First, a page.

By Catherine Rey
Key highsights from the “People Challenge” panel discussion at the 2020 HOTCO Conference.
During the HOTCO Conference held in Budapest in January, several speakers faced the “People Challenge”, exchanging points of views and finding ways of bringing greater diversity and integration into the hospitality industry. The core of the discussion entered on the inclusion of people with disabilities, harnessing technology and the importance of employee training.
The panel speakers:
- Maria Pütz-Willems (Founder and Editor in Chief – HospitalityInside) – moderator
- Daniel Csángó (Social Entrepreneur, Participatory Co-Teacher – ELTE University, Bárczi Gusztáv Faculty Of Special Needs Education)
- Cornelia Kausch (Managing Director & Leadership Coach / CEO and Leadership Coach – CK Hospitality Advisors / CK Hospitality)
- Olivier Verschelde (Senior Consultant – EHL Advisory Services)
- Gorjan Lazarov (CEO – Orea Hotels & Resorts)
- Johannes Fuchs (Head of Product & Co-founder – Robotise)
Disabilities and diversity in hospitality
People who are disabled are going to be able to do things just the same way, if you give them the right tools.- Daniel Csango
1- The concept of diversity, often based on notions of culture and gender, should also include disability.
2- Disability is wrongly seen as a medical issue, when in fact it’s more a social issue.
3- Only 20% of disabled people are employed, (and rarely in satisfying positions).
4- With the creation of tailor-made development programs, the hospitality industry could open up more possibilities of rewarding work for the disabled, thereby widening its horizon of diversity.
5- Technology must be harnessed to integrate people with disabilities. Their integration lies at the heart of innovation.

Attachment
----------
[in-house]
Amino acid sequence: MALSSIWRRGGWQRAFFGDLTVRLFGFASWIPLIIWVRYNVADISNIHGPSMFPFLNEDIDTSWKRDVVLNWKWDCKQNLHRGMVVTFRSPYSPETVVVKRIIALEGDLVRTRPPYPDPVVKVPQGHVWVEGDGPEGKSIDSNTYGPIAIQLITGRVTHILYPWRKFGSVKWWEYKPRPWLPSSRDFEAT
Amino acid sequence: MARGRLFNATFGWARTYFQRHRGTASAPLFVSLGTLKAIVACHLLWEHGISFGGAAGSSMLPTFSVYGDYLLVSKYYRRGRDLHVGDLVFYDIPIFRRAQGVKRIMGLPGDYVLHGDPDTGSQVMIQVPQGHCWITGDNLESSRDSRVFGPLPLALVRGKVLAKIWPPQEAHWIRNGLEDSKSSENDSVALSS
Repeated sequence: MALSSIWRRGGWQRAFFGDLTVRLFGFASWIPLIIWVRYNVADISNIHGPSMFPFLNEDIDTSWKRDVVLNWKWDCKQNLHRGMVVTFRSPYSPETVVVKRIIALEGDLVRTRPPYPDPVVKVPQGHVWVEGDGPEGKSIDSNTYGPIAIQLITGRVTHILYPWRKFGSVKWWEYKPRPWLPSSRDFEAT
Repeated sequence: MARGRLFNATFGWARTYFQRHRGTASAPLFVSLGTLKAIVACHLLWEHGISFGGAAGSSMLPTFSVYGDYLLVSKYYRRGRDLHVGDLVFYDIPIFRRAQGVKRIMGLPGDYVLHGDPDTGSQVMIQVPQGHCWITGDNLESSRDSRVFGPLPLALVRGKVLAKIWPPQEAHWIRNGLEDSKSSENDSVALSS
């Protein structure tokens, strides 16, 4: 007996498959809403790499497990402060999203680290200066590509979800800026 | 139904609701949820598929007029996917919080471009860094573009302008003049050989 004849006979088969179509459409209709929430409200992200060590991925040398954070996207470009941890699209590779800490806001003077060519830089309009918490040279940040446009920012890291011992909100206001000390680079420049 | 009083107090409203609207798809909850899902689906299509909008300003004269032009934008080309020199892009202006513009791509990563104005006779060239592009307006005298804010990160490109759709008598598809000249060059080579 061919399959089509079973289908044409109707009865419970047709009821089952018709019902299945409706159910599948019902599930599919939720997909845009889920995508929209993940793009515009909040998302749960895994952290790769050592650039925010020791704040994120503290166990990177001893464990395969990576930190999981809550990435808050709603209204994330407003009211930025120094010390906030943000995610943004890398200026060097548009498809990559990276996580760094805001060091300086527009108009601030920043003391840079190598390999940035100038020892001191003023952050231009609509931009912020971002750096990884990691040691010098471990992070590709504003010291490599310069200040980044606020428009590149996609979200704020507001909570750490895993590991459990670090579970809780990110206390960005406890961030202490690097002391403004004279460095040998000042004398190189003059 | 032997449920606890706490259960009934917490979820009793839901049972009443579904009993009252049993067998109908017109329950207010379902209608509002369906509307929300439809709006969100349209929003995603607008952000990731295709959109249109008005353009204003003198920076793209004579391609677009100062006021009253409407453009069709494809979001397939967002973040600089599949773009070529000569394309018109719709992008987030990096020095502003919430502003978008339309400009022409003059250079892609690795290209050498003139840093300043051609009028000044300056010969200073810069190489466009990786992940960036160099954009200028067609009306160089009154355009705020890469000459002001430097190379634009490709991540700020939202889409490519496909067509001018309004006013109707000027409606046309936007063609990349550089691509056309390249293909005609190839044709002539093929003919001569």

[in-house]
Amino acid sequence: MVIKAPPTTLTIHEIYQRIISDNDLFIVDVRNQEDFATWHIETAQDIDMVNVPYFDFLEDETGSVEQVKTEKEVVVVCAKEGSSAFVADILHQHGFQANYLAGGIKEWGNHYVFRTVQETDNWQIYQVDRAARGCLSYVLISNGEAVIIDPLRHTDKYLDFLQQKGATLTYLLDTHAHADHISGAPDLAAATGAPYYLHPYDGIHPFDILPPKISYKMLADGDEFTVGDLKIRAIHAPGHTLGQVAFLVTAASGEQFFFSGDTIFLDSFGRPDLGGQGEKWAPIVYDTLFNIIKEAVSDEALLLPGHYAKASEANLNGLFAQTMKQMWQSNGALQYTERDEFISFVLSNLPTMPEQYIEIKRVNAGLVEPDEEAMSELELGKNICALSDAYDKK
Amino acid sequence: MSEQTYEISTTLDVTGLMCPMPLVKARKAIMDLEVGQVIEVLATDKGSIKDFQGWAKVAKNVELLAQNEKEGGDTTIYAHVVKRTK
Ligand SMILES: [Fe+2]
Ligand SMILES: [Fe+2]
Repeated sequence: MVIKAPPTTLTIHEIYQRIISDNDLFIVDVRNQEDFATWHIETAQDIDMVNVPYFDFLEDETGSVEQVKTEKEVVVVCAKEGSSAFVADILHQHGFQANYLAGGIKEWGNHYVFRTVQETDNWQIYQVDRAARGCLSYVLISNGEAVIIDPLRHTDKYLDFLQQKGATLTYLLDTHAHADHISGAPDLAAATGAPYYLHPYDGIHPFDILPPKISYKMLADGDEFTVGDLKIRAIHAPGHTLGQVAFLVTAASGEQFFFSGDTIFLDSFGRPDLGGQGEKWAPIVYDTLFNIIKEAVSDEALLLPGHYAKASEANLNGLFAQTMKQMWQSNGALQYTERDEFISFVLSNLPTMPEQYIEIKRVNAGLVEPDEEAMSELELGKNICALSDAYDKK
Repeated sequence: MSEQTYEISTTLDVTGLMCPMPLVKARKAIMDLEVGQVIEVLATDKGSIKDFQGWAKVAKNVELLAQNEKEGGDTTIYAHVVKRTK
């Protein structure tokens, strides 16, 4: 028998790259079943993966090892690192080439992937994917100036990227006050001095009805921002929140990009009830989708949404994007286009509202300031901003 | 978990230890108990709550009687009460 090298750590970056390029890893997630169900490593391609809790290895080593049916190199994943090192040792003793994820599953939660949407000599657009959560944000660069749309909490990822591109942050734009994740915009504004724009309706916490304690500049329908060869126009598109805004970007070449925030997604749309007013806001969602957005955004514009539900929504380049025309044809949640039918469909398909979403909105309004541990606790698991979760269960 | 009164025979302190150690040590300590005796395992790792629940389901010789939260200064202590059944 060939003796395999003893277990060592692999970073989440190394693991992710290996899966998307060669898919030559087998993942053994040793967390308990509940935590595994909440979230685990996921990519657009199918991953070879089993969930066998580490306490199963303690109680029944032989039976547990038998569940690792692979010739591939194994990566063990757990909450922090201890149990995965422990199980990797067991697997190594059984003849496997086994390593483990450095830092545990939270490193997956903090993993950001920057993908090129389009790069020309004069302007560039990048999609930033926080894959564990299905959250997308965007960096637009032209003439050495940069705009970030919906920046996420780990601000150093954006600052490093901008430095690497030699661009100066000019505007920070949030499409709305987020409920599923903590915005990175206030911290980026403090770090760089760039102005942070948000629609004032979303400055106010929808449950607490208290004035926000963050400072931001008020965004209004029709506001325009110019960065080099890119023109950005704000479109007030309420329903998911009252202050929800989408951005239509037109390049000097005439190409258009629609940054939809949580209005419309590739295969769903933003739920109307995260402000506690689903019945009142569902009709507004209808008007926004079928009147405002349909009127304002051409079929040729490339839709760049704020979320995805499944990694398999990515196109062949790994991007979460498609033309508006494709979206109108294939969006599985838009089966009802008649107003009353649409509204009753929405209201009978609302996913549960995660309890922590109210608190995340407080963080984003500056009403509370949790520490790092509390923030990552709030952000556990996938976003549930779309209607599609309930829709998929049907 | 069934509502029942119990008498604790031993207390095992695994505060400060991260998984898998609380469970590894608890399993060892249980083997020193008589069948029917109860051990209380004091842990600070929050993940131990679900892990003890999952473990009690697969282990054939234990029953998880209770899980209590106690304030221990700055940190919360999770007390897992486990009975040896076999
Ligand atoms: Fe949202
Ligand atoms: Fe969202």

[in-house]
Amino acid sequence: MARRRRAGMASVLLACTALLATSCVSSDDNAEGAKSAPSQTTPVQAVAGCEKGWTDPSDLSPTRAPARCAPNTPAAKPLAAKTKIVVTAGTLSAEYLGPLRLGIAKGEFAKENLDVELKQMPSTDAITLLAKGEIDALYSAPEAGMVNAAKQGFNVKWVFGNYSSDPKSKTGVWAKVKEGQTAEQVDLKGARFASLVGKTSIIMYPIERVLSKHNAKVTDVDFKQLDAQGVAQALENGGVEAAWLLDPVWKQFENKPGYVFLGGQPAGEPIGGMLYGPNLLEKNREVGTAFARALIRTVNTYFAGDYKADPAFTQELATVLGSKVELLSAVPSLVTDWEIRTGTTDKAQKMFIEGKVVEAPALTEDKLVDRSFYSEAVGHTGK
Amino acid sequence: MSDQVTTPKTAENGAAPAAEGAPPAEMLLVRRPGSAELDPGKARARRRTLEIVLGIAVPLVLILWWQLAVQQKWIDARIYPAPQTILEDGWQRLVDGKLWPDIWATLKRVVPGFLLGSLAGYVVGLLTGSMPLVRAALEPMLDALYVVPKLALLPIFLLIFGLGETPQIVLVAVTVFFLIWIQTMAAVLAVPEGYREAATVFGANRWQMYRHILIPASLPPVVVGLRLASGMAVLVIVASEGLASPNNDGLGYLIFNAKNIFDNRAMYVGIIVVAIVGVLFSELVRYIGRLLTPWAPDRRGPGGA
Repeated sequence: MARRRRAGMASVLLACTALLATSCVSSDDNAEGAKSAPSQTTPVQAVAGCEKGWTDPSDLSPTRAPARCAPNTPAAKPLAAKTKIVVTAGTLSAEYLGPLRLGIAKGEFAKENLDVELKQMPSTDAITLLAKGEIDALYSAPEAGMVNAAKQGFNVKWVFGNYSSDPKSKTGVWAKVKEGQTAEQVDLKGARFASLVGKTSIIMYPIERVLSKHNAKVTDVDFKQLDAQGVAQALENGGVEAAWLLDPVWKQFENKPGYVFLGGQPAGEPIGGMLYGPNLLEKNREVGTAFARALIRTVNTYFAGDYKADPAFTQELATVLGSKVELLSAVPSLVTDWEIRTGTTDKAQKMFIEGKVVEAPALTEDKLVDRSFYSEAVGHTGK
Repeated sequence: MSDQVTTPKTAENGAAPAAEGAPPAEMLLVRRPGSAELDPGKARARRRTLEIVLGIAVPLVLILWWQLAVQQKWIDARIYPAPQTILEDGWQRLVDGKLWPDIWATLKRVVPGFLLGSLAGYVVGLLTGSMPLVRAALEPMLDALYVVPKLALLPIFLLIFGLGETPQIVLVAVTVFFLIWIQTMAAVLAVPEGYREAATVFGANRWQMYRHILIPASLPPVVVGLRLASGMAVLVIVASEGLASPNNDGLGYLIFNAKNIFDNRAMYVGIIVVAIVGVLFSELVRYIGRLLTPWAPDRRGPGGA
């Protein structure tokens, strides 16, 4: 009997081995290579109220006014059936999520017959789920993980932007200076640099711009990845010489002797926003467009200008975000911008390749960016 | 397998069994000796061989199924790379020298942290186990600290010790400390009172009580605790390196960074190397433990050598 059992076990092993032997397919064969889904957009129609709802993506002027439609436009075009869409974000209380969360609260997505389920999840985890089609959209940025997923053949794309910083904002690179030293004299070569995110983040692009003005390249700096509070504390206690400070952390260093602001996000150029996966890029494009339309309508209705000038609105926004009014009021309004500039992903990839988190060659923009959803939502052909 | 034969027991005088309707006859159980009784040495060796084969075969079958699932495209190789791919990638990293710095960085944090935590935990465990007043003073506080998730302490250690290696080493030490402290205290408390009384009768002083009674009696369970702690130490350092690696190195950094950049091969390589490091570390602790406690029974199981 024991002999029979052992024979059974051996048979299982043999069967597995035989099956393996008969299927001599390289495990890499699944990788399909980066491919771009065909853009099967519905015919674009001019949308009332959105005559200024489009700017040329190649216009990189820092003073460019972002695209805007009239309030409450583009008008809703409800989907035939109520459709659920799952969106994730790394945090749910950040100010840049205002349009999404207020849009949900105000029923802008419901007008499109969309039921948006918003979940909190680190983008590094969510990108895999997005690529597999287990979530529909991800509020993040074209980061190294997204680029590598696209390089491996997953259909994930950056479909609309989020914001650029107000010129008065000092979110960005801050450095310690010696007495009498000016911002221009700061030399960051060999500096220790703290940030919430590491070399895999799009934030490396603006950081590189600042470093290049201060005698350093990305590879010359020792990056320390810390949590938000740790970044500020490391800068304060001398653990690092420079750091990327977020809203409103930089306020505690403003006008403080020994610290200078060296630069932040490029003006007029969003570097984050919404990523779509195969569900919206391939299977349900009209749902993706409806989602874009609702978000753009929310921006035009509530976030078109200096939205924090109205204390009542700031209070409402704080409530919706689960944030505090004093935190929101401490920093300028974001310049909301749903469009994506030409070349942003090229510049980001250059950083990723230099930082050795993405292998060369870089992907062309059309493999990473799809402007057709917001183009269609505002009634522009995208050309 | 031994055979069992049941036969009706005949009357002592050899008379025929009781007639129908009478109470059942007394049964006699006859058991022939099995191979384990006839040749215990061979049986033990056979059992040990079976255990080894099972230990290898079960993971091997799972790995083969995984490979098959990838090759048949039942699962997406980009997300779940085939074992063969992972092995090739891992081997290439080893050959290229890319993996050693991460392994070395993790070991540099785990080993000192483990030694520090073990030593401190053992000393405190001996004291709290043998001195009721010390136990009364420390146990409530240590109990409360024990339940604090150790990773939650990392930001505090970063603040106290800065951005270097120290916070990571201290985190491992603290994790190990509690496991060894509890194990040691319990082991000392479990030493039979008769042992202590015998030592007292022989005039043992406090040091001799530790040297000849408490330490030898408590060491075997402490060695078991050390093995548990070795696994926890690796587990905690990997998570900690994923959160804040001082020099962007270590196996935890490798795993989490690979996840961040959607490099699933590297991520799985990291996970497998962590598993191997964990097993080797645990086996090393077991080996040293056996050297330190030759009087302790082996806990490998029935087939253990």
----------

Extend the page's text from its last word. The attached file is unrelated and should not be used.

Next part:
Training and development of employees
6- In the next 30 years, 4 out of 10 jobs will be related to the tourism and hospitality industry.
7- Technology will inevitably eradicate certain positions whilst also creating new ones.
In hospitality however, the personal touch ensuring interaction between guests and employees will remain, since this is precisely what the industry is based on.
8- Optimum customer experience hinges upon the right training received by employees.
This training must be ‘people-centered’, because in brief, this is how the money is made.
9- The industry needs to understand what adds value to the customer experience and employee experience respectively. Aligning both so as to embrace inclusion and diversity lies in innovatively-minded training programs.
Gorjan Lazarov advised us not to forget the cause and effect:
All of these metrics are the effect and what is causing these metrics in our industry is the people, and they make a difference.
All of the above deeply shows how the hospitality industry is slowly but surely shifting its mindset towards a more inclusive world thanks to technology and training of employees who are, it is worth mentioning again, the core of the industry. Olivier Verschelde reminded us:
127 years ago, EHL was created by the industry for the industry.